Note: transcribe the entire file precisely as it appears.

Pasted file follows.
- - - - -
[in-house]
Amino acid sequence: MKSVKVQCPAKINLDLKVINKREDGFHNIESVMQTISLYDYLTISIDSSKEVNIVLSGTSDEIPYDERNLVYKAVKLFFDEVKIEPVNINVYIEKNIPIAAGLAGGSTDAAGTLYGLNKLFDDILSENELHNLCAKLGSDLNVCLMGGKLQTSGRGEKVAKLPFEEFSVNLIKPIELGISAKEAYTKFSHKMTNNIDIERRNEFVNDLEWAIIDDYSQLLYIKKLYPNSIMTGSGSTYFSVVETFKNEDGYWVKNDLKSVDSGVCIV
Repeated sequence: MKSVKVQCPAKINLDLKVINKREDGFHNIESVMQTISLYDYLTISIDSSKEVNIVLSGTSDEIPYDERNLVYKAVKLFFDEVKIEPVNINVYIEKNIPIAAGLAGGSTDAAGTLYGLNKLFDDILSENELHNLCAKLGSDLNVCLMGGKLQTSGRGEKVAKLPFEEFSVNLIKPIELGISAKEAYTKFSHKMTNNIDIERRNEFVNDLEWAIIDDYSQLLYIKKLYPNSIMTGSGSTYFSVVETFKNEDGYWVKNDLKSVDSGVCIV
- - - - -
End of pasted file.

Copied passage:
[in-house]
Amino acid sequence: MKSVKVQCPAKINLDLKVINKREDGFHNIESVMQTISLYDYLTISIDSSKEVNIVLSGTSDEIPYDERNLVYKAVKLFFDEVKIEPVNINVYIEKNIPIAAGLAGGSTDAAGTLYGLNKLFDDILSENELHNLCAKLGSDLNVCLMGGKLQTSGRGEKVAKLPFEEFSVNLIKPIELGISAKEAYTKFSHKMTNNIDIERRNEFVNDLEWAIIDDYSQLLYIKKLYPNSIMTGSGSTYFSVVETFKNEDGYWVKNDLKSVDSGVCIV
Repeated sequence: MKSVKVQCPAKINLDLKVINKREDGFHNIESVMQTISLYDYLTISIDSSKEVNIVLSGTSDEIPYDERNLVYKAVKLFFDEVKIEPVNINVYIEKNIPIAAGLAGGSTDAAGTLYGLNKLFDDILSENELHNLCAKLGSDLNVCLMGGKLQTSGRGEKVAKLPFEEFSVNLIKPIELGISAKEAYTKFSHKMTNNIDIERRNEFVNDLEWAIIDDYSQLLYIKKLYPNSIMTGSGSTYFSVVETFKNEDGYWVKNDLKSVDSGVCIV